The experts of the customs have decided that the article in question is " silk not in the gum, but cleaned and advanced beyond the point whichi, under the 2d section of the act of August 5, 1861, would entitle it to entry at 25 per cent ad valorem, as claimed by the appellants."

The question presented is one of fact, to be determined by the appraisers, and the article in question being more advanced than silk in the gum, &c., became subject to duty at 40 per cent ad valorem. Your decision is hereby affirmed.

I am, very respectfully,

S. P. Chase, Secretary of the Treasury. Hiram BARNEY, Esq., Collector, &c., New York.

PREPARED CLAY.

Treasury Department, July 9, 1863. Sır: Messrs. GRANT, WARREN & Co. have appealed from your decision assessing duty at the rate of $5 per ton on certain “prepared clay” imported by them per “ Jennie Beals” and “Florence," claiming to enter it at 20 per cent ad valorem.

Section 12 of the tariff act of July 14, 1862, imposes a duty of $5 per ton on unwrought clay, pipe clay, fire clay, and kaoline.

The experts of the customs report as follows: “ If it is not kaoline, it certainly bears a very strong resemblance to it in material, quality, and texture. This clay is imported by paper manufacturers, and is undoubtedly designed for paper glazing. Kaoline is used for the glazing of paper.

As the clay in question bears a similitude in material, quality, and texture,” and “the use to which it may be applied," to kaoline, it is by force of the 20th section of the act of 1842 subject to the same duty, to wit: $5 per ton, as assessed by you. Your decision is hereby affirmed.

I am, very respectfully,

S. P. CHASE, Secretary of the Treasury. J. Z. GOODRICH, Esq., Collector, &c., Boston, Mass.

CHINA TRAM,

[ocr errors]

Treasury Department, July 9, 1863. Sir: Mr. BERNHARD ANDREAE has appealed from your decision assessing duty at the rate of 35 per cent on certain “ China tram," imported by him per steamers “ Glasgow" and “ City of Baltimore."

The appellant alleges: “On these imports I was compelled by the Col. Jector of this port (New York) to pay a duty of 35 per cent, upon the ground that they were China goods, whereas they are in reality of Eng. lish manufacture, and direct from London. They consequently are subject only to the charge of 25 per cent attaching to goods of English, and not to the 35 per cent charge upon goods of Chinese manufacture."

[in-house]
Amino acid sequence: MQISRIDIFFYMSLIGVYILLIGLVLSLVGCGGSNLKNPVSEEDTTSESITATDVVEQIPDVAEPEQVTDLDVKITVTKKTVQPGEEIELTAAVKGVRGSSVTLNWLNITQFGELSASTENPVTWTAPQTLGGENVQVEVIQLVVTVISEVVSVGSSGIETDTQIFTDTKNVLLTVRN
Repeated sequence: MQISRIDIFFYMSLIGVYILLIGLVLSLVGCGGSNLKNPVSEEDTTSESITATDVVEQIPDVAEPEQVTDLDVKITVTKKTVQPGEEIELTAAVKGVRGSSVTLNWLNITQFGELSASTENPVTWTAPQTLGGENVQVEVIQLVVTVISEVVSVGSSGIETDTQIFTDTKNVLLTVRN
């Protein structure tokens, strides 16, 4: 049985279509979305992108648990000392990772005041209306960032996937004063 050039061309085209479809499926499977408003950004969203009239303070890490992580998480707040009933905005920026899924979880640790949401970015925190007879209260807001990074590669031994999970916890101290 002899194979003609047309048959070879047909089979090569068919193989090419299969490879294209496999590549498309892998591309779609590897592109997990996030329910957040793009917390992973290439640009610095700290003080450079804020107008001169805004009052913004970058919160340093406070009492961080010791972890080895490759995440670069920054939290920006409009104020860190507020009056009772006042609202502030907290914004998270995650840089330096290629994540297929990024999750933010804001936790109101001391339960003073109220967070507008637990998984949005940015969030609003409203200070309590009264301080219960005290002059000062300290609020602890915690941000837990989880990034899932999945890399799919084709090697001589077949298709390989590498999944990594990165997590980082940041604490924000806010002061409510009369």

Under the decision of this Department of April 24, 1863, all goods of the growth or produce of countries beyond the Cape of Good Hope, when imported from places this side of the Cape of Good Hope, are subject to the additional duty of 10 per cent, (imposed by section 14 of the tariff act of July 14, 1862,) unless their character, quality, and condition be entirely changed by manufacture or otherwise.

It appears that the article is only partially manufactured ; is not ready for use, nor entirely changed in its character, quality, and condition; in fact it is advanced but one stage in its manufacture in England, from "singles” to “tram,” whereby its distinctiveness is not lost or merged in its new condition; consequently your imposition of the additional 10 per cent was legal, and your decision is hereby affirmed.

I am, very respectfully,

S. P. CHASE, Secretary of the Treasury. Hiram BARNEY, Esq., Collector, dr., New York.

ESPARTO GRASS OR FIBER.

Treasury Department, July 17, 1863. Sir: Messrs. LORING & Co. have appealed from your decision assessing duty at the rate of 10 per cent ad valorem, with the addition of $5 per ton, upon certain esparto grass or fiber," imported by them in the schooner“ Annie Grieve,” from Almeria.

The appellants allege: " That said grass or fiber is a crude production used for the manufacture of paper; that all other materials previously known as suitable for the production of paper stock, such as linen and cotton rags, oakun, old ropes, or junk, &c., are admitted free of duty, and that had the application of esparto been known at the time the tariff was formed, it also would have been included in the list of free articles, it being evidently the intention of Congress to encourage the importation of all inaterials of such a nature.”